Your mastermind peers don’t need to be in the exact same business or industry as you, by the way. In fact, it may be helpful to have people in different industries. Suppose you’re making progress on a demo for a tech product for your business. However, you have no clue about how to market or sell it. If your mastermind includes a marketer or salesperson, he or she may be able to give you insights that you would have had to spend hours Googling to find. Likewise, if you’re clueless about coding but have a kickass communications skillset, you may benefit from a mastermind with one or two Python experts.

How to find a mastermind

Online searches through Google, Linkedin, and Facebook can provide a start to finding a mastermind. But your personal networks through your work colleagues, school, friends or clients can help you find an even more personalized fit. Another source for finding existing masterminds (or starting a new one is through conferences in your area of interest.) Don’t be afraid to ask around. Keep in mind that many masterminds might not be publicly advertised, but that doesn’t mean you can’t join them!

How to create a mastermind

Can’t find a mastermind? Want to create a mastermind from scratch? A good start is to look for people in your area who you both find talented and share a similar outlook on life with. You can start by inviting them to doing a call once a month for an hour. That can involve into a mastermind over time. But don’t over complicate it. Just start with what you have, and who you know that’s kind of at a similar stage or maybe one step ahead of you. You can invite them to chat on a regular basis and just see what it evolves into.

One way to break the ice and get to know people you might be interested in having join is by asking them or sharing with them a book, resource, course, or podcast. This can serve to test and see whether someone could be a good fit.

Mastermind formats

Once you’ve found a group of people you’d like to start a mastermind with, how do you structure your meetings? A few ideas below:

  • You could work through reading a book relevant to your businesses together.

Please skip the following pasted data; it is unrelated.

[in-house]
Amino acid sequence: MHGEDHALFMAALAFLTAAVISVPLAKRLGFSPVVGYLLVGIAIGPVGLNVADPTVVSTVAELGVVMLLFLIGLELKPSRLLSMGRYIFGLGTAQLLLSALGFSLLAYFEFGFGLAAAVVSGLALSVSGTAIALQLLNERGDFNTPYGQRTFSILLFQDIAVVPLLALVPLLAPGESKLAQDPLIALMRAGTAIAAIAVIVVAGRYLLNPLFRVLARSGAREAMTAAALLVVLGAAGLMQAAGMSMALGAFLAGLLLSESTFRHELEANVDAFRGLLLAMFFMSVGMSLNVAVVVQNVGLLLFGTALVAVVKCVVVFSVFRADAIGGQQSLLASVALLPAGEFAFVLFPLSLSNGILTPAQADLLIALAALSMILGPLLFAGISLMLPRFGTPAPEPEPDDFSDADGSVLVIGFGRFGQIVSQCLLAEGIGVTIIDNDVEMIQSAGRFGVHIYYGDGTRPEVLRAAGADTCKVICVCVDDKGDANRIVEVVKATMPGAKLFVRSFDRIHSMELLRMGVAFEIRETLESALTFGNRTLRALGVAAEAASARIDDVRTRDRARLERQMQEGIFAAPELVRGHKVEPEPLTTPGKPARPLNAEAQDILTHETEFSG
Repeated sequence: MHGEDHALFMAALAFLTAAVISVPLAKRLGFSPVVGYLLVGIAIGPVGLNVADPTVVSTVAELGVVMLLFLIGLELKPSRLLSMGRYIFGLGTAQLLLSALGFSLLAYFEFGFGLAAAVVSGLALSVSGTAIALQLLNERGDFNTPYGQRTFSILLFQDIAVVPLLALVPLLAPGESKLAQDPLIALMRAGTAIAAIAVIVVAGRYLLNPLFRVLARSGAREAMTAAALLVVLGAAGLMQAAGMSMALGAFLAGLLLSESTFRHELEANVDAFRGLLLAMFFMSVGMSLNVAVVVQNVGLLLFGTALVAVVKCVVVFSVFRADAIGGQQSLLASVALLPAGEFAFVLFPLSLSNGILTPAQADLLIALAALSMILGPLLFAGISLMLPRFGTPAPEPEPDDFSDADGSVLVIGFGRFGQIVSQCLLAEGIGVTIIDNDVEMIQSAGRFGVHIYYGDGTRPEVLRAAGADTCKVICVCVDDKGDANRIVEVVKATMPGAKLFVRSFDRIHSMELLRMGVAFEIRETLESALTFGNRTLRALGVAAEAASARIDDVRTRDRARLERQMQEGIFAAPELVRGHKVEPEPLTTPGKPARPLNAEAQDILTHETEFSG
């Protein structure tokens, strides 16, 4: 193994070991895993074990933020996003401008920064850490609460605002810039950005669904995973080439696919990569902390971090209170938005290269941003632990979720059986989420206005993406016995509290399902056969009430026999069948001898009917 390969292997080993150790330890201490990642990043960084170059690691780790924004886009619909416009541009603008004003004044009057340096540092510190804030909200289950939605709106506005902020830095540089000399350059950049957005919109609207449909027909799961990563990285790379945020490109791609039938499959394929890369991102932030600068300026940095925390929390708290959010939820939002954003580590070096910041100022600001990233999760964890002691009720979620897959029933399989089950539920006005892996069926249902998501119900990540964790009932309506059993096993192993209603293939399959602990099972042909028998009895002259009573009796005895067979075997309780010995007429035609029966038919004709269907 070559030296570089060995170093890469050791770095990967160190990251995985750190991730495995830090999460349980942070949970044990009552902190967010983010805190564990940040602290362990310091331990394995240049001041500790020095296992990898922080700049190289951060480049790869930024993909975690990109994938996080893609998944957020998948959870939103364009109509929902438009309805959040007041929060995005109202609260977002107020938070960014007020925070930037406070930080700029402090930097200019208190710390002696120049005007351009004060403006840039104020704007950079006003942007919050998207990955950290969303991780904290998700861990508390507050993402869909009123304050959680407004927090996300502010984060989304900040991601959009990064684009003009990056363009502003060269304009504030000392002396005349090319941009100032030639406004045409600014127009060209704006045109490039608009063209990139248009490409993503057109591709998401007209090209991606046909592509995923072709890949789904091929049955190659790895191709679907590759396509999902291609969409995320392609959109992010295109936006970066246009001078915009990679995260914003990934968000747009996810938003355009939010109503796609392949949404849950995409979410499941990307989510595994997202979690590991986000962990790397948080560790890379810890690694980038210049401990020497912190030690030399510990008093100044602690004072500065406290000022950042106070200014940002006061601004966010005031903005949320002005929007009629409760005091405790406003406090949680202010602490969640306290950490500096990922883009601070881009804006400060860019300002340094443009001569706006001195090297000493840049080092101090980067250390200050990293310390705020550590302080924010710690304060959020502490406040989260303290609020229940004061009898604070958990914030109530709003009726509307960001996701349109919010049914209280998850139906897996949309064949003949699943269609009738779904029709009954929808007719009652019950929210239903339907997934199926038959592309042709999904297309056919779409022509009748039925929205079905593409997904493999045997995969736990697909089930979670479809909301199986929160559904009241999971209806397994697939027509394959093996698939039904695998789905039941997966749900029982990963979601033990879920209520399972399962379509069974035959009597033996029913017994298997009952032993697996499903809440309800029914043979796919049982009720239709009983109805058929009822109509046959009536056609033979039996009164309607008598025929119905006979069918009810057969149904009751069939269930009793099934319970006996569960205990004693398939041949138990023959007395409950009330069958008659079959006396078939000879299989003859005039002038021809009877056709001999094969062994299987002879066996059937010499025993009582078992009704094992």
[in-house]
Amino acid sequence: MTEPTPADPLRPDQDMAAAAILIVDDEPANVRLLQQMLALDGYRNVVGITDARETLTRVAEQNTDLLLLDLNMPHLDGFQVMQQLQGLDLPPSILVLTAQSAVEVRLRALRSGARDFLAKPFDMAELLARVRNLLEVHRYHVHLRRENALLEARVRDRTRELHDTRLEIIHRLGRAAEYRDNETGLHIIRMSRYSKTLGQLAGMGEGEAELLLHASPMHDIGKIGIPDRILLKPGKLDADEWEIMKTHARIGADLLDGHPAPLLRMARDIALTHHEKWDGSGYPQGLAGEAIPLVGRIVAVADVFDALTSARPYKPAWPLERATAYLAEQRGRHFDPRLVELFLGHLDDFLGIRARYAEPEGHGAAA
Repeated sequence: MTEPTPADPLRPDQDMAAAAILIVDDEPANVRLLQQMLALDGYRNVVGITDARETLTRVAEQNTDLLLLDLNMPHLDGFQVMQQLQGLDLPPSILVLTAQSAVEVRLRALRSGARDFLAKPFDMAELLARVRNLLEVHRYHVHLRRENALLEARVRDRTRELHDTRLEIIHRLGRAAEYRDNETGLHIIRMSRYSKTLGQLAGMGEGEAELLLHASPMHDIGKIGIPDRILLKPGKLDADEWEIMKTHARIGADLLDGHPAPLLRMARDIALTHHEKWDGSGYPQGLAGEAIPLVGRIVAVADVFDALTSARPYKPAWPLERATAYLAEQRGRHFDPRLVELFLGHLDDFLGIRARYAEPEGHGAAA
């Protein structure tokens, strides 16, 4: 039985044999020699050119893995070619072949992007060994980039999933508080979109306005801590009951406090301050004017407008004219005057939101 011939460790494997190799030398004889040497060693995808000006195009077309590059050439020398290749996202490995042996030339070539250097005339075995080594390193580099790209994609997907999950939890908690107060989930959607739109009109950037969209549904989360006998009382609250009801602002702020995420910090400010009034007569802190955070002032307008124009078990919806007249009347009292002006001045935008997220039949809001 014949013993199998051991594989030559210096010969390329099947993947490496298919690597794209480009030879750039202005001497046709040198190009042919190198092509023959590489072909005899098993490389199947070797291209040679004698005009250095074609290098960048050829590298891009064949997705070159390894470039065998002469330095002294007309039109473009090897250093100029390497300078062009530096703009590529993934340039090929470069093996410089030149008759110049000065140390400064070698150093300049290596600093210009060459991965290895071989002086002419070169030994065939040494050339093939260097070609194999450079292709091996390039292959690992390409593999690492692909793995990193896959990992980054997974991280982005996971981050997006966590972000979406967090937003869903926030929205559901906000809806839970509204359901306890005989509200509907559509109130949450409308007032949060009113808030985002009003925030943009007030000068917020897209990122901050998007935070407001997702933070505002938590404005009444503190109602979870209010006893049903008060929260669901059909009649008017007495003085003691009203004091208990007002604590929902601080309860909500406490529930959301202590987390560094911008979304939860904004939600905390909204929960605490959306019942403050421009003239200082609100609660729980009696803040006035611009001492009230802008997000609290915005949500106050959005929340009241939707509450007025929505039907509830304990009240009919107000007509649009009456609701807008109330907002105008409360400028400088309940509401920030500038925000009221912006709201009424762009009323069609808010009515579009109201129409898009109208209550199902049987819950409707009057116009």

• You can launch a 30-day challenge, and have members do 1:1 daily check ins with a partner from the group, followed by weekly check-ins with the group.
  • You can employ a “hot seat” structure” where someone gets spotlighted for 10 minutes or less to present a problem and listen to other members give feedback without directly responding.
  • You can have each member present something to the others that they have learned from their experience in their business for 20-30 minutes.

You can also employ some combination of these formats!

How often do masterminds meet?

What should meeting fora look like? How often should they be? In person meetings of your mastermind can be invaluable. But for masterminds where everyone is in different locations, Slack, Zoom or Google Hangouts may be necessary, at least whenever in person meetings are less frequent.

A combination of the two can also work. As members of Grant Baldwin’s mastermind recalled in this podcast, they held quarterly meetups with individual quarterly goals. Then each week they would post on Slack with the number one task they had each week to reach their quarterly goal. Another benefit of a Slack channel can be the ability to post about a particularly good (or bad) day, share an idea, or get feedback in real time.

What about in-person meetings or group calls? Weekly meetings may be best for some groups, every two weeks or monthly meetings for others. The bigger the group, the harder it may be to find a time that consistently works for everyone. This is an advantage of having a smaller, say 4-person group. Weekly meetings on Mondays at 7am may be feasible for everyone in the group to consistently make it.

Another option is to hold quarterly retreats. These can be more scheduled or less, depending on your preferences. The advantage to more structure is increased productivity. But the downside is that as they leave, people may feel more tired and drained from your retreat than they were before it.

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So you’ve gotten a sense of what mastermind groups can do for you. You’ve learned about how to find or to start a mastermind. But perhaps you’d still like to learn more about how to get started with a mastermind. Is that you? Check out this Speaker Lab podcast episode to learn more. Interested in building a speaking business, but still have questions about how? Satiate your desire to learn more about public speaking by checking out The Speaker Lab blog here. Happy speaking!